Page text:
Youth Empowerment Solutions: Engaging Youth for Anti-Racism And Cultural Equity
The proposed study aims to adapt and test an evidence-based youth violence prevention program for middle- school students called Youth Empowerment Solutions (YES) to empower youth to address racism and racial discrimination as a way to reduce of violent behavior. The study will test YES-for Engaging Youth for Anti-Racism and Cultural Equity (YES-ERACE) using a group-randomized trial design in summer programs across six middle schools in Genesee County, Michigan to examine the effects of the curriculum on individual youths’ sense of empowerment, racist behaviors, and violent behavior.
Youth violence is a significant public health concern as over 20% report being in a fight, 19% reported bullying someone, and 16% reported weapon carriage. Racism is associated with aggression and violence against racial minorities and may operate to propagate interracial mistrust, fear, hostility, and violence. Racism effects youth violence both as a stressor leading to violence and as a structural factor resulting in more exposure to community-level risk factors. The purpose of this study is to adapt and test an evidence-based youth violence prevention program for middle-school students called Youth Empowerment Solutions (YES) to empower youth to address racism and racial discrimination as a way to reduce of violent behavior. YES for Engaging Youth for anti-racism and Cultural Equity (YES-ERACE) will focus on middle school students because this is a developmental period when independence from parents begin, their own ideas about interpersonal relationships are formative, and when bullying behavior is at its peak.
Empowering children to address violence at this critical developmental period may enable them to resist negative attitudes and behaviors, such as racial prejudice and racism. Working with an advisory board of experts and youth, the project team will integrate the Teaching Tolerance (TT) curriculum from the Southern Poverty Law Center (SPLC) into the existing YES curriculum. The YES-ERACE will be tested using a group-randomized trial design in summer programs across 6 middle schools in Genesee County, Michigan. The team will examine the effects of the curriculum on individual youths’ sense of empowerment, racist behaviors, and violent behavior. The revisions of the curriculum will also be evaluated through testing specific modules and obtaining feedback from youth and school staff. Finally, the project team will examine both dose and sustainability of YES-ERACE effects. The specific aims are: 1) adapt the YES curriculum to include the Teaching Tolerance curriculum and study the adaptation and implementation process for the new curriculum; 2) test the efficacy of the YES-ERACE curriculum in a randomized design on empowered outcomes which will mediate the effects of YES-ERACE on perpetration of racist attitudes and behavior; 3) test the efficacy of the YES-ERACE curriculum on a model that predicts empowered outcomes will mediate perpetration of racism, and that YES-ERACE effects on aggressive and violent behavior (especially those motivated by racism) will also be mediated by reducing perpetration of racism over time and; 4) study the effects of dose received and sustainability of change on the outcomes from AIMS 2 and 3.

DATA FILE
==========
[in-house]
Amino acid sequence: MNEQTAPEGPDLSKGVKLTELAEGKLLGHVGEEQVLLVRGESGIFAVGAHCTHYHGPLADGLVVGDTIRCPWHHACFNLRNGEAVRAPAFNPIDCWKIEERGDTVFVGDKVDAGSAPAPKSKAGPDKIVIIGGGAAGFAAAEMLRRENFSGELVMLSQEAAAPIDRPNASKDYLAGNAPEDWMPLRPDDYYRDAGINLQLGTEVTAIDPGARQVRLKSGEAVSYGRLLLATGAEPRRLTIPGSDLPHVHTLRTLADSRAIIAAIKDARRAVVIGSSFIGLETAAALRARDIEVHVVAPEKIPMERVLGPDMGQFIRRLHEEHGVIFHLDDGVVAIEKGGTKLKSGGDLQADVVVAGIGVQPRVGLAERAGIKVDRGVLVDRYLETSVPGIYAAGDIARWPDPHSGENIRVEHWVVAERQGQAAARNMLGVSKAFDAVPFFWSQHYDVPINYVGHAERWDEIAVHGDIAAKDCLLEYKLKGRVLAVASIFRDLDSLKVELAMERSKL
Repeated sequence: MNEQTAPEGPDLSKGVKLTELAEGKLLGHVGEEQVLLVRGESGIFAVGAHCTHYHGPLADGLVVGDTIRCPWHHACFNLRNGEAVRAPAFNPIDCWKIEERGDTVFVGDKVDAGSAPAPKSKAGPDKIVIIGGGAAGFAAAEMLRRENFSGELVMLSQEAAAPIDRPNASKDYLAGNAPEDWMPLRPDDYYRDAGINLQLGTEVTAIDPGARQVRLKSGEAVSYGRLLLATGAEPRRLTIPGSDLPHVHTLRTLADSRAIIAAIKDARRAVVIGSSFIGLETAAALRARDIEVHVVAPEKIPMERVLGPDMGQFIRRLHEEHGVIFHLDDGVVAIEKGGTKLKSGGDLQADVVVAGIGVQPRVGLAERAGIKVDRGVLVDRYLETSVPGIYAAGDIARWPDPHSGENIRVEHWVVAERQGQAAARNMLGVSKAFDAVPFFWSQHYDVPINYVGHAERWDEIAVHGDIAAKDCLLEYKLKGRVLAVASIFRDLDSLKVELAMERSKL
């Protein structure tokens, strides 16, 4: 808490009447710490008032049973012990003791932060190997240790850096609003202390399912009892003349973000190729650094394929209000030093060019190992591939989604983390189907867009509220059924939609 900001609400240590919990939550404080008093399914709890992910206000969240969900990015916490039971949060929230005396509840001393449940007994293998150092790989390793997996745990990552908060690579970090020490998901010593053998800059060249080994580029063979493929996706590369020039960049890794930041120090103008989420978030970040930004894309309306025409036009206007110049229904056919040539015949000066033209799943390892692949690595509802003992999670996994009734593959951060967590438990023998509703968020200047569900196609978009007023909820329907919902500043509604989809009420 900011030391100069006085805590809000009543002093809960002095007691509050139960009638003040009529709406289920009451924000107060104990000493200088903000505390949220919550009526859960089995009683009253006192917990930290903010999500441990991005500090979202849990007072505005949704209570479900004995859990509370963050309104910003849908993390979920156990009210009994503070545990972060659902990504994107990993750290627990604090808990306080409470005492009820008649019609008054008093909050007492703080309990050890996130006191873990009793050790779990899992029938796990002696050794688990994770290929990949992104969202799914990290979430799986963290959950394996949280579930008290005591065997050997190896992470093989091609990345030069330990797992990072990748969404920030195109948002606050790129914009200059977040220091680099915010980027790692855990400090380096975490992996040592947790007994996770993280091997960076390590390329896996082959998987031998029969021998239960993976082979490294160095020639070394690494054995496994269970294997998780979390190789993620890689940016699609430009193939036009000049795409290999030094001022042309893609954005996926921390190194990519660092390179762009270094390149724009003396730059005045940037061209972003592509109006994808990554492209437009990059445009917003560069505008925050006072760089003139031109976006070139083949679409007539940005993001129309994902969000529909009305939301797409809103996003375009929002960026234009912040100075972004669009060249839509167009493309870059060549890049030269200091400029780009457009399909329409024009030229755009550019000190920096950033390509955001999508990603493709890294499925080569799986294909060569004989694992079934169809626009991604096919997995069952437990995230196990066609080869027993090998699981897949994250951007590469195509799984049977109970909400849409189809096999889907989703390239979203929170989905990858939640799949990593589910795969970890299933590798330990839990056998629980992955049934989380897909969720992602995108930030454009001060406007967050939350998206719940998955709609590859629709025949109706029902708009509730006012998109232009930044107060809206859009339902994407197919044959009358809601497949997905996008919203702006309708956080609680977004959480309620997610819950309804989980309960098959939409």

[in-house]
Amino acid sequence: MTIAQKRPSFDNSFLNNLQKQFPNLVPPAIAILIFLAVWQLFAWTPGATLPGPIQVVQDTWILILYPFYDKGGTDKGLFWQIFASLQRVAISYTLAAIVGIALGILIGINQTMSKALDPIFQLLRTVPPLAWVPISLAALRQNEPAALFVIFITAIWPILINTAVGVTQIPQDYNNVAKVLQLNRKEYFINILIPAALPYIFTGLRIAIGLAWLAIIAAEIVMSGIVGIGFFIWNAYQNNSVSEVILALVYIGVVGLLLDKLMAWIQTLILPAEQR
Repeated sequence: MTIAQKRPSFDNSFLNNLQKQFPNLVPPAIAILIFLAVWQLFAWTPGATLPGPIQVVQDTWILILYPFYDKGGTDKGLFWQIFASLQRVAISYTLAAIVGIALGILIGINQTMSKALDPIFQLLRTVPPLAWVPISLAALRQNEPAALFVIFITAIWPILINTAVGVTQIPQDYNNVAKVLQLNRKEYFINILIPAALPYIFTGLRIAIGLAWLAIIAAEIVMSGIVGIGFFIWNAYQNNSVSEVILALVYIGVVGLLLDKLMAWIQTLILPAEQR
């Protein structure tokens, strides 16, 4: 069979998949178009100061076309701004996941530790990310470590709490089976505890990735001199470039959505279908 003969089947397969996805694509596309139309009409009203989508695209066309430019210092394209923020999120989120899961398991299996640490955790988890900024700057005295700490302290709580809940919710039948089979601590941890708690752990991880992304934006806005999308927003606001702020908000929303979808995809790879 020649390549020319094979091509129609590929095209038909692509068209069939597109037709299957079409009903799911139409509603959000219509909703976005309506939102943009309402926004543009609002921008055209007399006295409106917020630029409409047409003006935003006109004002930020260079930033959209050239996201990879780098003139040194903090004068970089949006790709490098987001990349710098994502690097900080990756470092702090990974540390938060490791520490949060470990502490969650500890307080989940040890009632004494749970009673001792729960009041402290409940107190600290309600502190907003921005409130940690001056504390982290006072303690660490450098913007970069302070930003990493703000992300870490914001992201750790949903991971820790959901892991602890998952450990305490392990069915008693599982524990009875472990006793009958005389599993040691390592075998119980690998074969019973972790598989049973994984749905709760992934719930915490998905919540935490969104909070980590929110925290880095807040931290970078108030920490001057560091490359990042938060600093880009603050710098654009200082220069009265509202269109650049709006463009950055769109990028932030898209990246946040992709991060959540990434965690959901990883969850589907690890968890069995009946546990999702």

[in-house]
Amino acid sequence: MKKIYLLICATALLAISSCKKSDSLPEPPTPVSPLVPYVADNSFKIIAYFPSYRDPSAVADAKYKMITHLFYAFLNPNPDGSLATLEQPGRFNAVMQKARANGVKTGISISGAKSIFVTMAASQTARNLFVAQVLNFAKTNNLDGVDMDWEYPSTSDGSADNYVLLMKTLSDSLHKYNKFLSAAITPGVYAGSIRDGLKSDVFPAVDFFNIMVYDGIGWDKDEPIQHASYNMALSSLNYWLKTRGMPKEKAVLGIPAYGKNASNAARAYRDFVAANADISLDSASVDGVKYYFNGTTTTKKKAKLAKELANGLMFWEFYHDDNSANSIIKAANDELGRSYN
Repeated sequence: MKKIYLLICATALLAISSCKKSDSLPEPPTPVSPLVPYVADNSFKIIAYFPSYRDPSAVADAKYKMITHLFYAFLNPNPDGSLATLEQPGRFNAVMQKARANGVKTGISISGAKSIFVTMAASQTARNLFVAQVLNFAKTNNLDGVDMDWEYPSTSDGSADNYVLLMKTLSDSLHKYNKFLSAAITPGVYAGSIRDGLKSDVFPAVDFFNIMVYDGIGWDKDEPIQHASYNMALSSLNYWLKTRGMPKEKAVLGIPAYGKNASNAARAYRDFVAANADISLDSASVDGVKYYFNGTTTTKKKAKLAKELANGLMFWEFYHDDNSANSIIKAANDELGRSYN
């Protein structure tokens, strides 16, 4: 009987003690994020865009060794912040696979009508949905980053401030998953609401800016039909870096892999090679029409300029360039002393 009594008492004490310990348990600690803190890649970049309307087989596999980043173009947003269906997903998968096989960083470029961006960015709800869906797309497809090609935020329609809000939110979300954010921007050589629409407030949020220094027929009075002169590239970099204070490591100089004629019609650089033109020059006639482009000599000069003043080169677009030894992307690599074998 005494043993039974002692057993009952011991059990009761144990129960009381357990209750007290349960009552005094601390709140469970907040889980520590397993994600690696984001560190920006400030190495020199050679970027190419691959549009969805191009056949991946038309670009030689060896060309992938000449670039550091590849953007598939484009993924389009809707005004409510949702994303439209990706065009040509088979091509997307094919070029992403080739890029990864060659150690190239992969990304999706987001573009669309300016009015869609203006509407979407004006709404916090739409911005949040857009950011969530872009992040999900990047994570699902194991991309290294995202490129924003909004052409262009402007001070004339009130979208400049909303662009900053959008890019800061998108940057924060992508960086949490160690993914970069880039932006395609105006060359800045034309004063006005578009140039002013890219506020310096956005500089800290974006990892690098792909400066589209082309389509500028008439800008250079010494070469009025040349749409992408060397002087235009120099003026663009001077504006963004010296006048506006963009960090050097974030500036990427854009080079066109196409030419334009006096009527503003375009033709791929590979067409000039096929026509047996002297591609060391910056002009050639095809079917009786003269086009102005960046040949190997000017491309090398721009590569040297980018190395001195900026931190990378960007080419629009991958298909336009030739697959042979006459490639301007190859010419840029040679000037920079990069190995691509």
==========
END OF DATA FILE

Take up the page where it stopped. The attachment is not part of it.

Learn more about implementing this evidence-based program in your community here.
Southern Poverty Law Center